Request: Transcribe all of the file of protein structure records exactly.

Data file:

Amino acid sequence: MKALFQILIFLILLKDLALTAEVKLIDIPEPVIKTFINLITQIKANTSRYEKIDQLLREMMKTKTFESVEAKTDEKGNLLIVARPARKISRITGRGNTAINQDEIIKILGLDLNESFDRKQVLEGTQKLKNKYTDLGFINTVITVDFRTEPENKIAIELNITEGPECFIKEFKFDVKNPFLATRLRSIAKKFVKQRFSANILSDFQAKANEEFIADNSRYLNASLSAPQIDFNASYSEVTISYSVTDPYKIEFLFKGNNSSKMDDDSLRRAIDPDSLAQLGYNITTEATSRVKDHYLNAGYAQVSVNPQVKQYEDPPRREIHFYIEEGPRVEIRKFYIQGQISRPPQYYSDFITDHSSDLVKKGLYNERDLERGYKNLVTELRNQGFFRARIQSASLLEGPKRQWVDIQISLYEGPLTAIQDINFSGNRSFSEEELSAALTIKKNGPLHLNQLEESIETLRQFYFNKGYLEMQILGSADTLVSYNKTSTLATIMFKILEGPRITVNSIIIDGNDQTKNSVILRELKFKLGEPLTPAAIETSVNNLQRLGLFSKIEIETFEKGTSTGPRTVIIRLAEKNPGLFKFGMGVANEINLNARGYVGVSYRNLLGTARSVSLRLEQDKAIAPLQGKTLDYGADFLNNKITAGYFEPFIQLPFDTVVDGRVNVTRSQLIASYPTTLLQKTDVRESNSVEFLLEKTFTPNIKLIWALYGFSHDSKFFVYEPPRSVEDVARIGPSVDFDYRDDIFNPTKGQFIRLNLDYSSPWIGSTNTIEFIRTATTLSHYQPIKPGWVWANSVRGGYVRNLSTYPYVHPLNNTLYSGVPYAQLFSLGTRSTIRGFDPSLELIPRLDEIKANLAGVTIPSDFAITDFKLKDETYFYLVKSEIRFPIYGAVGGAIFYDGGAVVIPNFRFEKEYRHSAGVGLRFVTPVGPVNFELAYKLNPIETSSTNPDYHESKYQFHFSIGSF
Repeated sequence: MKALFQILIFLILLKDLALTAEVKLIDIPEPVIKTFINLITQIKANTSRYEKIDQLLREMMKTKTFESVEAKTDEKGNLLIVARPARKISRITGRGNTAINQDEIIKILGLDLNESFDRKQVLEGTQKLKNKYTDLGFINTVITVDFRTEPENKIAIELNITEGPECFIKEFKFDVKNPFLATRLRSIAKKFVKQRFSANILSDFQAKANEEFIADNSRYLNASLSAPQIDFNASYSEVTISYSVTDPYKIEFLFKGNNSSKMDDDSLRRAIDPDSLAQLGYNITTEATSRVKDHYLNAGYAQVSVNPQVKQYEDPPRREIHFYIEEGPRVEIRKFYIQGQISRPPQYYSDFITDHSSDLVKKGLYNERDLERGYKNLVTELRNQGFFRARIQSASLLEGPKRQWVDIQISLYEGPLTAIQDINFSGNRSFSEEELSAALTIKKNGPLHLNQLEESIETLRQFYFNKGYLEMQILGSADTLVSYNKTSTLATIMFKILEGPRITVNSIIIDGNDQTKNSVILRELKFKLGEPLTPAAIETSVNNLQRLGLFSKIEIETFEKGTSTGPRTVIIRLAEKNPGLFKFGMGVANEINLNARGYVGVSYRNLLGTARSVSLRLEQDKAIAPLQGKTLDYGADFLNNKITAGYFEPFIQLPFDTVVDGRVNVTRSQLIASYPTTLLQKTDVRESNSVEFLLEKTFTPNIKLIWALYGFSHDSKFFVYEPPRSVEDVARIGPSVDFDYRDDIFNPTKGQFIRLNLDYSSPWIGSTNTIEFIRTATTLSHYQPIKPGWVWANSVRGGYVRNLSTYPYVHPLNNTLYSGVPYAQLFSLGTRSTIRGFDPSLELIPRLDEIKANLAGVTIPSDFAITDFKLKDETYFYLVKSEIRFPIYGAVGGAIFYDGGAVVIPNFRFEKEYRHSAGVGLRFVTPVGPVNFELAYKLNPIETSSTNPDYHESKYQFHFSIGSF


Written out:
Amino acid sequence: MKALFQILIFLILLKDLALTAEVKLIDIPEPVIKTFINLITQIKANTSRYEKIDQLLREMMKTKTFESVEAKTDEKGNLLIVARPARKISRITGRGNTAINQDEIIKILGLDLNESFDRKQVLEGTQKLKNKYTDLGFINTVITVDFRTEPENKIAIELNITEGPECFIKEFKFDVKNPFLATRLRSIAKKFVKQRFSANILSDFQAKANEEFIADNSRYLNASLSAPQIDFNASYSEVTISYSVTDPYKIEFLFKGNNSSKMDDDSLRRAIDPDSLAQLGYNITTEATSRVKDHYLNAGYAQVSVNPQVKQYEDPPRREIHFYIEEGPRVEIRKFYIQGQISRPPQYYSDFITDHSSDLVKKGLYNERDLERGYKNLVTELRNQGFFRARIQSASLLEGPKRQWVDIQISLYEGPLTAIQDINFSGNRSFSEEELSAALTIKKNGPLHLNQLEESIETLRQFYFNKGYLEMQILGSADTLVSYNKTSTLATIMFKILEGPRITVNSIIIDGNDQTKNSVILRELKFKLGEPLTPAAIETSVNNLQRLGLFSKIEIETFEKGTSTGPRTVIIRLAEKNPGLFKFGMGVANEINLNARGYVGVSYRNLLGTARSVSLRLEQDKAIAPLQGKTLDYGADFLNNKITAGYFEPFIQLPFDTVVDGRVNVTRSQLIASYPTTLLQKTDVRESNSVEFLLEKTFTPNIKLIWALYGFSHDSKFFVYEPPRSVEDVARIGPSVDFDYRDDIFNPTKGQFIRLNLDYSSPWIGSTNTIEFIRTATTLSHYQPIKPGWVWANSVRGGYVRNLSTYPYVHPLNNTLYSGVPYAQLFSLGTRSTIRGFDPSLELIPRLDEIKANLAGVTIPSDFAITDFKLKDETYFYLVKSEIRFPIYGAVGGAIFYDGGAVVIPNFRFEKEYRHSAGVGLRFVTPVGPVNFELAYKLNPIETSSTNPDYHESKYQFHFSIGSF
Repeated sequence: MKALFQILIFLILLKDLALTAEVKLIDIPEPVIKTFINLITQIKANTSRYEKIDQLLREMMKTKTFESVEAKTDEKGNLLIVARPARKISRITGRGNTAINQDEIIKILGLDLNESFDRKQVLEGTQKLKNKYTDLGFINTVITVDFRTEPENKIAIELNITEGPECFIKEFKFDVKNPFLATRLRSIAKKFVKQRFSANILSDFQAKANEEFIADNSRYLNASLSAPQIDFNASYSEVTISYSVTDPYKIEFLFKGNNSSKMDDDSLRRAIDPDSLAQLGYNITTEATSRVKDHYLNAGYAQVSVNPQVKQYEDPPRREIHFYIEEGPRVEIRKFYIQGQISRPPQYYSDFITDHSSDLVKKGLYNERDLERGYKNLVTELRNQGFFRARIQSASLLEGPKRQWVDIQISLYEGPLTAIQDINFSGNRSFSEEELSAALTIKKNGPLHLNQLEESIETLRQFYFNKGYLEMQILGSADTLVSYNKTSTLATIMFKILEGPRITVNSIIIDGNDQTKNSVILRELKFKLGEPLTPAAIETSVNNLQRLGLFSKIEIETFEKGTSTGPRTVIIRLAEKNPGLFKFGMGVANEINLNARGYVGVSYRNLLGTARSVSLRLEQDKAIAPLQGKTLDYGADFLNNKITAGYFEPFIQLPFDTVVDGRVNVTRSQLIASYPTTLLQKTDVRESNSVEFLLEKTFTPNIKLIWALYGFSHDSKFFVYEPPRSVEDVARIGPSVDFDYRDDIFNPTKGQFIRLNLDYSSPWIGSTNTIEFIRTATTLSHYQPIKPGWVWANSVRGGYVRNLSTYPYVHPLNNTLYSGVPYAQLFSLGTRSTIRGFDPSLELIPRLDEIKANLAGVTIPSDFAITDFKLKDETYFYLVKSEIRFPIYGAVGGAIFYDGGAVVIPNFRFEKEYRHSAGVGLRFVTPVGPVNFELAYKLNPIETSSTNPDYHESKYQFHFSIGSF